Google is testing AMP Stories, letting publishers build mobile friendly collections of images, videos and animations that can be swipe through.
The tool builds on Google’s Accelerated Mobile Pages project, which was designed to speed-up mobile pages, and looks similar to the popular ‘Stories’ formats used by Snapchat and Instagram.
“It’s a mobile-focused format for creating visually rich stories,” as Google’s product manager for the AMP project Rudy Galfi called it when I talked to him last week. “It swings the doors open to create visually interesting stories.”
How it works
AMP stories are built on the technical infrastructure of AMP to provide a fast experience on the mobile web. Just like any web page, a publisher hosts an AMP story HTML page on their site and can link to it from any other part of their site to drive discovery.
As with all content in the AMP ecosystem, discovery platforms can employ techniques like pre-renderable pages, optimized video loading and caching to optimize delivery to the end user.
The format comes with preset but flexible layout templates, standardised UI controls, and components for sharing and adding follow-on content.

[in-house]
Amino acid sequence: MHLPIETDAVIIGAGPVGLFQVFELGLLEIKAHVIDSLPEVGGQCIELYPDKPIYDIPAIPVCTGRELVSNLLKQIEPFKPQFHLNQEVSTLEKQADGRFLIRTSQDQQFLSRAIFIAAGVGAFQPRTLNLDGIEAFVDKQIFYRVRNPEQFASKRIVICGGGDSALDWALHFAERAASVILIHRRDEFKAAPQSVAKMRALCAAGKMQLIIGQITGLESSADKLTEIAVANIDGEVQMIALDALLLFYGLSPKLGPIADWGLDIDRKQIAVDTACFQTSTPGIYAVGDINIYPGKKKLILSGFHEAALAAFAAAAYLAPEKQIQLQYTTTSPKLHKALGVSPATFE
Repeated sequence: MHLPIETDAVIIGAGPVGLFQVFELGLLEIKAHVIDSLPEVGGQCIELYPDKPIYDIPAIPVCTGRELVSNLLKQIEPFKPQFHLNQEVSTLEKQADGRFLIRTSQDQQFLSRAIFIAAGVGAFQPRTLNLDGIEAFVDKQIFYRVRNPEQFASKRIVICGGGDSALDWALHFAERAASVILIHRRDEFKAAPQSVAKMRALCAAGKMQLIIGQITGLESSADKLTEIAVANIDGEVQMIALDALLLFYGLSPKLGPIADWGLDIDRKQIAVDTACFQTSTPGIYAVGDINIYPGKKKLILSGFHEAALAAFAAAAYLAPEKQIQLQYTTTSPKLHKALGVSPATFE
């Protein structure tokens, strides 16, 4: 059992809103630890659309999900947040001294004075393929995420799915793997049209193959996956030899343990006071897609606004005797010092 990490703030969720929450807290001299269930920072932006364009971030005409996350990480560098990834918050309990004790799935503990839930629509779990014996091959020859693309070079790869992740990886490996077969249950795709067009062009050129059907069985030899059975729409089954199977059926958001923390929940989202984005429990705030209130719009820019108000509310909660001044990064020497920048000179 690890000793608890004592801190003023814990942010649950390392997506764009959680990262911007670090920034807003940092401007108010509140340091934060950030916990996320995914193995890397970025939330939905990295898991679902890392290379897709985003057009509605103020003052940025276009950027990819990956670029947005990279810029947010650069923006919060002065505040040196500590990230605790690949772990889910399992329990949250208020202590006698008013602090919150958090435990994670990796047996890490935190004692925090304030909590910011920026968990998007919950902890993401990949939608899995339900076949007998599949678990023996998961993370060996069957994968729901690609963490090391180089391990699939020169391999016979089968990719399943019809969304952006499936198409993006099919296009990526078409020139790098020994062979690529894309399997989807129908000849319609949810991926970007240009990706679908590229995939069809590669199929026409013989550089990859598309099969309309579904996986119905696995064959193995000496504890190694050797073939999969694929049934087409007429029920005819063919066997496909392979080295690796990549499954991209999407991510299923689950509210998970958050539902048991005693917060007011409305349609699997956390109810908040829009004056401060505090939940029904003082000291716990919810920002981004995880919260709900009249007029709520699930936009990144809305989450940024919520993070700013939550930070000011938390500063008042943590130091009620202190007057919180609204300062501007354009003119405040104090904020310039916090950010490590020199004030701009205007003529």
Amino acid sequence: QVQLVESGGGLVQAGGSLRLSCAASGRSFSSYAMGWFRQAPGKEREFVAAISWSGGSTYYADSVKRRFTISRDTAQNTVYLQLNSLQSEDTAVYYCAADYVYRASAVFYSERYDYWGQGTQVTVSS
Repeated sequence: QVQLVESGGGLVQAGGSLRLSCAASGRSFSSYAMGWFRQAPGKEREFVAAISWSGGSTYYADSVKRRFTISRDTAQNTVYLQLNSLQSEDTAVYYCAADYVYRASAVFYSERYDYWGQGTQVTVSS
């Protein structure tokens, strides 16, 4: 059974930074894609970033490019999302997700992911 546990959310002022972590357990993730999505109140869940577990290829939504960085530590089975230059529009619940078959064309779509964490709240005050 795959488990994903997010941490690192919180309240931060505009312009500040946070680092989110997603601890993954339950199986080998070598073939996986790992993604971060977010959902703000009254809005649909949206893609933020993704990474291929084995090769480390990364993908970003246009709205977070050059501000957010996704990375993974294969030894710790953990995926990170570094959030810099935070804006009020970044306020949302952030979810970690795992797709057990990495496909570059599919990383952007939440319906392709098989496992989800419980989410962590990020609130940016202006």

Publishers involved in the early development of the AMP stories format — CNN, Conde Nast, Hearst, Mashable, Meredith, Mic, Vox Media, and The Washington Post — have brought together their reporters, illustrators, designers, producers, and video editors to creatively use this format and experiment with ways to tell immersive stories for a diverse set of content categories.
Developer preview for AMP stories is starting today
Today AMP stories are available for everyone to try on their websites. As part of the AMP Project, the AMP story format is free and open for anyone to use.
People can also see AMP stories on Google Search. To try it out, search for publisher names (like the ones mentioned above) within g.co/ampstories using your mobile browser.